We had our first glimpse at the Tegra 3 quad-core processor earlier during a demonstration at Computex 2011; just to recap, these were the key pointers shared with us the first time round:
As mentioned, the Tegra 3 processor will come with five times the performance of Tegra 2. Beyond Tegra 3, NVIDIA's next-gen processor is reportedly said to be able to achieve 10 times the performance of Tegra 2. The question then is, will the more powerful Tegra 3 require more energy to run? Seems like NVIDIA has come up with a nifty solution: the main focus here lies with the implementation of the new Variable Symmetric Multiprocessing (vSMP) technology, which addresses the problem of energy usage in Tegra 2. The new quad-core processor with a fifth companion core for low power needs is said to take up 61% less power and offer up to 12 hours of video playback compared to the existing Tegra 2 mobile processing solution.
How does this technology work? The vSMP includes a fifth CPU core called the Companion core that executes low-powered tasks like being on active standby, music or video playback. All cores are identical ARM Cortex A9 CPUs, and are individually automatically enabled or disabled based on workload, i.e., the level of intensity needed for differing tasks. The Companion core is also OS transparent; there's no need for recoding to take advantage of its abilities. Here's a video of how the 5th companion core will work alongside the four core CPUs:
The other aspect to the Tegra 3 is of course, its enhanced performance; it is said to be able to emulate real-time natural and realistic effects - such as water ripples/smoke - more smoothly. These effects will be added onto games that already exist (for e.g., iOS games like Sprinkle, Riptide and Shadowgun) and they are part of the 15+ games under development for Tegra 3 that will be eventually available on Tegra Zone. Here's a video that displays the in-game prowess of the Tegra 3 chip and another of our own captured from demos made by NVIDIA at Computex 2011:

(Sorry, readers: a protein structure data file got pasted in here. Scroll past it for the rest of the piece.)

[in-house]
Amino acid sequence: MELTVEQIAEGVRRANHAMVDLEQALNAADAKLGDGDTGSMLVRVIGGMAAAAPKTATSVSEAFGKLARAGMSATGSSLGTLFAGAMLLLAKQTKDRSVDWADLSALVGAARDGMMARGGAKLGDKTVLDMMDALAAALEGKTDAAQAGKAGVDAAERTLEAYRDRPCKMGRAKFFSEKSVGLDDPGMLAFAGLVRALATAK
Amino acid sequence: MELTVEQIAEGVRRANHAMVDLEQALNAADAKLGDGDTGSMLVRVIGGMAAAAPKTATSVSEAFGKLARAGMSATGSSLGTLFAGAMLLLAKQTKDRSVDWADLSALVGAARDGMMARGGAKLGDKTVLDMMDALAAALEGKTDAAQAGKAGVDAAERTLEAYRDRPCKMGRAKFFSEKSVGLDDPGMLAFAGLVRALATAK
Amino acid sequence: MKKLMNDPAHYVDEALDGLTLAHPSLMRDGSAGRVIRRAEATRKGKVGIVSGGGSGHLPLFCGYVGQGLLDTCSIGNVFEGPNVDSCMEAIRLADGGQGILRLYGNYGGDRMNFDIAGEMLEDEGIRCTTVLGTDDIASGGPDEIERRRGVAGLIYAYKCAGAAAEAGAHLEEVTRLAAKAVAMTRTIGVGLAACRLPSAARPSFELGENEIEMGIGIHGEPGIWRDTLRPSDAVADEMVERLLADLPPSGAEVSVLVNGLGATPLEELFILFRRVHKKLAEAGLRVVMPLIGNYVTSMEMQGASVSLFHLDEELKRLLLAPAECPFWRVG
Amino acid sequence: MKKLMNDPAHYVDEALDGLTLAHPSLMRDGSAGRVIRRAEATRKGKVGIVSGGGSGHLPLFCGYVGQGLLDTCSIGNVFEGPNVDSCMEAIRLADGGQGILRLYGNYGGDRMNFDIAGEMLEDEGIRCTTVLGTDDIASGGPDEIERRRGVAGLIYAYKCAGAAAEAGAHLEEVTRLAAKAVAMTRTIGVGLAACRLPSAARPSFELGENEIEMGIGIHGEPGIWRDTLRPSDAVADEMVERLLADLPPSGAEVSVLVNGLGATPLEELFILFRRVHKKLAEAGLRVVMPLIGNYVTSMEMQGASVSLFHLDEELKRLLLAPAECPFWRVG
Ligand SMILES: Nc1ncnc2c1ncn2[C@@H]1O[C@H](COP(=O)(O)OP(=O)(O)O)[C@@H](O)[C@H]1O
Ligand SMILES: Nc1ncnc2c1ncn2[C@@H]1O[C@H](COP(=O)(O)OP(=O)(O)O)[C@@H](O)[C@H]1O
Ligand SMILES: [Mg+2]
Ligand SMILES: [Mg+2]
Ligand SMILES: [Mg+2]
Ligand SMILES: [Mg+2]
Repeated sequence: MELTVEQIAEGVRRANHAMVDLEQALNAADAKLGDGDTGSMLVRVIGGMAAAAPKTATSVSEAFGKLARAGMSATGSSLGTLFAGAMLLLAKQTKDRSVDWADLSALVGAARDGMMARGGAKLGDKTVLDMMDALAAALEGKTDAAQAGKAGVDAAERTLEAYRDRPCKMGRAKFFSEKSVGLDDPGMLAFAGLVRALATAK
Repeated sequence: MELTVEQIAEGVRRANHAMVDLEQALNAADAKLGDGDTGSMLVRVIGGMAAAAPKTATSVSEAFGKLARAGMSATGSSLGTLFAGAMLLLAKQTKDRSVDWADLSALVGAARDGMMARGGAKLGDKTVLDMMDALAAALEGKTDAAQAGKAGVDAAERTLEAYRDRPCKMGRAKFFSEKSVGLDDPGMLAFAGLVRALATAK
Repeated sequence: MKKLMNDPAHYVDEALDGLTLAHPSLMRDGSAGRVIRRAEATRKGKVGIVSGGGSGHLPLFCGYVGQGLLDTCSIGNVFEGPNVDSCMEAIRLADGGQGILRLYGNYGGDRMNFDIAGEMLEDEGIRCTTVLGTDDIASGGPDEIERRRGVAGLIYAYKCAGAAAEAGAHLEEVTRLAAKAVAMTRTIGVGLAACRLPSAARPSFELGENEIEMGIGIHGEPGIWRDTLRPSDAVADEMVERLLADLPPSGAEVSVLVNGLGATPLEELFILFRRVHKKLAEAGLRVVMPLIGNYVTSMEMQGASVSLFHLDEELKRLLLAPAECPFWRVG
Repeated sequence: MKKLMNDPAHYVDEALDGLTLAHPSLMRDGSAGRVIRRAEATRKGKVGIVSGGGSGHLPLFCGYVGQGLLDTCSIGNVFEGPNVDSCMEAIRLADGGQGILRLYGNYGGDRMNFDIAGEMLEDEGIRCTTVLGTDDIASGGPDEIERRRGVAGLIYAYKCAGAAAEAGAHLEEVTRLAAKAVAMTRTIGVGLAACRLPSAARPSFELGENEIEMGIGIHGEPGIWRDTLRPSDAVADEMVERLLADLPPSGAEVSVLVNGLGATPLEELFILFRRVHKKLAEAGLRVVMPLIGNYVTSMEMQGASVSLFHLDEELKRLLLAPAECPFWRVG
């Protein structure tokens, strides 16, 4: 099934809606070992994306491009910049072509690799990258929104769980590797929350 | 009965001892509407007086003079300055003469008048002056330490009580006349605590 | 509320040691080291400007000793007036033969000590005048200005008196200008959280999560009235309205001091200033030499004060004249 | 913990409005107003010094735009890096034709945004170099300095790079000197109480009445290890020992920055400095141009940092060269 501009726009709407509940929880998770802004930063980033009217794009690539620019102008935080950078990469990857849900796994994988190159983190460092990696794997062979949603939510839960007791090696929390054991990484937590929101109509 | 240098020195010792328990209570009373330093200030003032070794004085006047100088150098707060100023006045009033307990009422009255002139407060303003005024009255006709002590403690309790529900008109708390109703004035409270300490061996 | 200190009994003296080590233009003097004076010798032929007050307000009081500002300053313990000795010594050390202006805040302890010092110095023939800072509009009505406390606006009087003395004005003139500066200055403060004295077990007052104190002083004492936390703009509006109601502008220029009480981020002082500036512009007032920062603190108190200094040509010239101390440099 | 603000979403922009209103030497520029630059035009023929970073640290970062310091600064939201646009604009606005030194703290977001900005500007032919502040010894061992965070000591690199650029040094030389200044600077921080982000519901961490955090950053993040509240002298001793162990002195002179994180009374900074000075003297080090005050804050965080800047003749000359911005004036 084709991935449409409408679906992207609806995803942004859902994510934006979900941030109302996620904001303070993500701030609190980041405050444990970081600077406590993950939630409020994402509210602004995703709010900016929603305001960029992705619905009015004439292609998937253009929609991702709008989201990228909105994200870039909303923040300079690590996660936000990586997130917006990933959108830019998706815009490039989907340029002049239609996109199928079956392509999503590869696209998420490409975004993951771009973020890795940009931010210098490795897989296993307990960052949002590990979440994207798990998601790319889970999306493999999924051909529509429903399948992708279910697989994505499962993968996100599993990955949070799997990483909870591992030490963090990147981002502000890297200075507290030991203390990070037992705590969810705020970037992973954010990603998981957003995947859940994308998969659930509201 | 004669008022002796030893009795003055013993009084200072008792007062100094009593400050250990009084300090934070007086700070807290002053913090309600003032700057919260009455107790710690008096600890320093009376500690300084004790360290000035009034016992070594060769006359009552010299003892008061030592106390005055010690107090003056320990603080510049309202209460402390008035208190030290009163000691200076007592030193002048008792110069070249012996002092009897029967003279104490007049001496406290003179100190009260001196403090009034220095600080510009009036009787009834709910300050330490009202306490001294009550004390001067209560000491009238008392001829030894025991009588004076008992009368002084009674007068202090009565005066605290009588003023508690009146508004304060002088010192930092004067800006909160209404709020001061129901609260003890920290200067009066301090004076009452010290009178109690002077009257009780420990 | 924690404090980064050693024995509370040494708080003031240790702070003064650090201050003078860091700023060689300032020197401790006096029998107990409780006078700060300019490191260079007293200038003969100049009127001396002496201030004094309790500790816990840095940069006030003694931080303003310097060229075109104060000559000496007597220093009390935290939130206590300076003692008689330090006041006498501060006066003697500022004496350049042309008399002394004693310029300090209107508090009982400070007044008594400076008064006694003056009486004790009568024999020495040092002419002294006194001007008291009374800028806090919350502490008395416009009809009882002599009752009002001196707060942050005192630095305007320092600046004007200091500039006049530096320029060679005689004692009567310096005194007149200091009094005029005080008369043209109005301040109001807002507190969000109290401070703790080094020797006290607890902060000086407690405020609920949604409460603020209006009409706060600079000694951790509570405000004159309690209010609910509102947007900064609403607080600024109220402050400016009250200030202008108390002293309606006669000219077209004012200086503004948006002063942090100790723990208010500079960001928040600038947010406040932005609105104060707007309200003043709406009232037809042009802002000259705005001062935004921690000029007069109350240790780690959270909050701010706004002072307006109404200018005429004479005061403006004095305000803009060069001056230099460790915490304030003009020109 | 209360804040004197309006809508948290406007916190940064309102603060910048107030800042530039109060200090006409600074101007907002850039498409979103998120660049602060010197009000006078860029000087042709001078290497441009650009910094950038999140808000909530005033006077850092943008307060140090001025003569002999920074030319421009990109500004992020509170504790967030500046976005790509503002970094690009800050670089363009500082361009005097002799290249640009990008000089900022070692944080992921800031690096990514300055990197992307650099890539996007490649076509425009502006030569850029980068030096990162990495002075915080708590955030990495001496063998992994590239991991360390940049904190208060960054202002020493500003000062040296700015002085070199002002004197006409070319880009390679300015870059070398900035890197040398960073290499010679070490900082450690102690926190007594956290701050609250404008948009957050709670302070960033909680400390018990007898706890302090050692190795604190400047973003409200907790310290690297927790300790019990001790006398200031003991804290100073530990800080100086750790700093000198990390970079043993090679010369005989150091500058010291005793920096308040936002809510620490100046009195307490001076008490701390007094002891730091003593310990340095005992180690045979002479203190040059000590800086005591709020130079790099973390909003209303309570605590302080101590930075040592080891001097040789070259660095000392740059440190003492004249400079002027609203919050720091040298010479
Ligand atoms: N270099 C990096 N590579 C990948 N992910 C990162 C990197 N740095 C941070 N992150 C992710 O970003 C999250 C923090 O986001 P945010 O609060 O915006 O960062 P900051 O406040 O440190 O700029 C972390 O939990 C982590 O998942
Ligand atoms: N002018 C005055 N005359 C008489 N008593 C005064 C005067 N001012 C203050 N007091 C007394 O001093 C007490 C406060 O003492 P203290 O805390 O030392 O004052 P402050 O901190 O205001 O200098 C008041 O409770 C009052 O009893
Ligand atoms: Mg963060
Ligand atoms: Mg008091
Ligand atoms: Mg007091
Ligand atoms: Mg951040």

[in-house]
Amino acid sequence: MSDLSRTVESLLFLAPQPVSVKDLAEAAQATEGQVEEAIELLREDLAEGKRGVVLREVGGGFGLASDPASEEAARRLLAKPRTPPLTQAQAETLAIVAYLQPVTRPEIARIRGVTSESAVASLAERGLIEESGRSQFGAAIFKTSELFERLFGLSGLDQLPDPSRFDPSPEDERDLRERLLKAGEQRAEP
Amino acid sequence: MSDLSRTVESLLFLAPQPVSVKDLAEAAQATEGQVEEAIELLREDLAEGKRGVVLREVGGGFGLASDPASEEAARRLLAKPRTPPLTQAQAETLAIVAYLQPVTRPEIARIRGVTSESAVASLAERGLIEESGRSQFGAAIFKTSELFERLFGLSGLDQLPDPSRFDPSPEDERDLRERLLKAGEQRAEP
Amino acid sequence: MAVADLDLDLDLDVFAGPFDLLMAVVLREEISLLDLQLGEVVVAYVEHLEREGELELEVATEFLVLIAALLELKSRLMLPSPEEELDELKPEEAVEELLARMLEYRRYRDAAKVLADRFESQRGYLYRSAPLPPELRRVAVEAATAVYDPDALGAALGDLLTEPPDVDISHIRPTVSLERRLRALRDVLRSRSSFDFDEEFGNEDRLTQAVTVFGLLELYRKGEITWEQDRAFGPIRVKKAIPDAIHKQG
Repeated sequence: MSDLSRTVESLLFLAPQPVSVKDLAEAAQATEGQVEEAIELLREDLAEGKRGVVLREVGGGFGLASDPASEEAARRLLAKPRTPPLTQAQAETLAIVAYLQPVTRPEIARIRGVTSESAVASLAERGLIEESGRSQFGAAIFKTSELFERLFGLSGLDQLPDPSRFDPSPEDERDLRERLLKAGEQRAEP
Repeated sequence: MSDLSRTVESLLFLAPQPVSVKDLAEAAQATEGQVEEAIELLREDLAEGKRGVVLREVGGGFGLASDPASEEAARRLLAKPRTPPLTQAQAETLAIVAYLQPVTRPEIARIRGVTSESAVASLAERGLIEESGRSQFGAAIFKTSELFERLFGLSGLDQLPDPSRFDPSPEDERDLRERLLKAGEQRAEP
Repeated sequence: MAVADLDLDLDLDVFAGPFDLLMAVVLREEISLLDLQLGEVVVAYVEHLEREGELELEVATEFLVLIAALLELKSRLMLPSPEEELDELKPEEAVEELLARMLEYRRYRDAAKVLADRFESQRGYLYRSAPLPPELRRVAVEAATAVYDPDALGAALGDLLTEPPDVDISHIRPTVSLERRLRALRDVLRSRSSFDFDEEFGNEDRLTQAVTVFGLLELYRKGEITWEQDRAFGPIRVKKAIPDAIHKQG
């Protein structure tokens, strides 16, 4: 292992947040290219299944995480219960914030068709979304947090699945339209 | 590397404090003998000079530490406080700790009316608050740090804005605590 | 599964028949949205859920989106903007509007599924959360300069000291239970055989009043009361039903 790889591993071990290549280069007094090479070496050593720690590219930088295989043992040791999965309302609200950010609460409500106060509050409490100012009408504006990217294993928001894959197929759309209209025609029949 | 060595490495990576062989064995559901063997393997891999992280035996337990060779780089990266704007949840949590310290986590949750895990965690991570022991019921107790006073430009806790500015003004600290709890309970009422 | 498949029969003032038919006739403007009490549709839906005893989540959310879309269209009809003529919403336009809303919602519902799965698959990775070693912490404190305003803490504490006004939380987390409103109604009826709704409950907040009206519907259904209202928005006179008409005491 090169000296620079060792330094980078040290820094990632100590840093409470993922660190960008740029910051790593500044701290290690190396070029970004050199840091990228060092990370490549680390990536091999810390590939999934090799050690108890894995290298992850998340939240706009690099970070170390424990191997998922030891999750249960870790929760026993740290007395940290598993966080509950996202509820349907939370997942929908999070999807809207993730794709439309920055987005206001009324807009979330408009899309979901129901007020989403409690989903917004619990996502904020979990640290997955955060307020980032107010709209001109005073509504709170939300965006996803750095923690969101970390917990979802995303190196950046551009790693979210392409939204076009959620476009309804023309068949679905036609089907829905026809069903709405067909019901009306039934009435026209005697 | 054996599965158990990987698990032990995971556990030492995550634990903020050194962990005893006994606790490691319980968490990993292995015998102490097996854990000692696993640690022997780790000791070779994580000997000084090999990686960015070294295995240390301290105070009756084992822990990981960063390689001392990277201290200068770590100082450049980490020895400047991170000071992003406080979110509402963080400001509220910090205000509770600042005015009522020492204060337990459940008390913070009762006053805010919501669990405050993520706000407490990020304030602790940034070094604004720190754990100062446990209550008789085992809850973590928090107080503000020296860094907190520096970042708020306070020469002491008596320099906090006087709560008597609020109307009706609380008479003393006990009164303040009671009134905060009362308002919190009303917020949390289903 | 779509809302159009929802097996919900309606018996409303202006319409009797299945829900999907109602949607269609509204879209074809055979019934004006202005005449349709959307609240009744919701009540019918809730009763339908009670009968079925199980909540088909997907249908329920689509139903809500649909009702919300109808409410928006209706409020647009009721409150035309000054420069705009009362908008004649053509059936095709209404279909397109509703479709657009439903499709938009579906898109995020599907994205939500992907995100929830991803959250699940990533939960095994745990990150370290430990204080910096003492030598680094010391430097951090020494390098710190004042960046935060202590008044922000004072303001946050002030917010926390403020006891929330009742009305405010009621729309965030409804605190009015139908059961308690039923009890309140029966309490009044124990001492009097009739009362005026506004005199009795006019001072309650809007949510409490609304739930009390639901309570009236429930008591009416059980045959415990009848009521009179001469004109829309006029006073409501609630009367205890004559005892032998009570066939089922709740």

Wide game controller support (PS3, XBOX 360, Wii, Logitech, and more) is also available, allowing users to play on the device itself or hook up to a bigger screen for a close to true console experience. Rounding up the gaming features is the ability to work with 3D monitors or 3D TVs (glasses or without) via HDMI. Speaking of games and entertainment, take note that Tegra 3 would also eventually support NVIDIA's 3D Vision technology (without the glasses of course) to enhance user experience just like they've done so for the desktop PCs without actually needing content to be developed for 3D viewing specifically.
The upcoming Eee Pad Transformer Prime will be the world's first NVIDIA Tegra 3 quad-core tablet (official website here). NVIDIA has also mentioned that Tegra 3 mobile phones will be available in Q1 of next year (the leaked HTC Edge is one rumored quad-core smartphone that is said to be out by then or early Q2). Tegra 3 will come in a slightly different package for smartphones but the NVIDIA representative has promised that there will not be substantial differences and that more information will be provided when it's officially announced.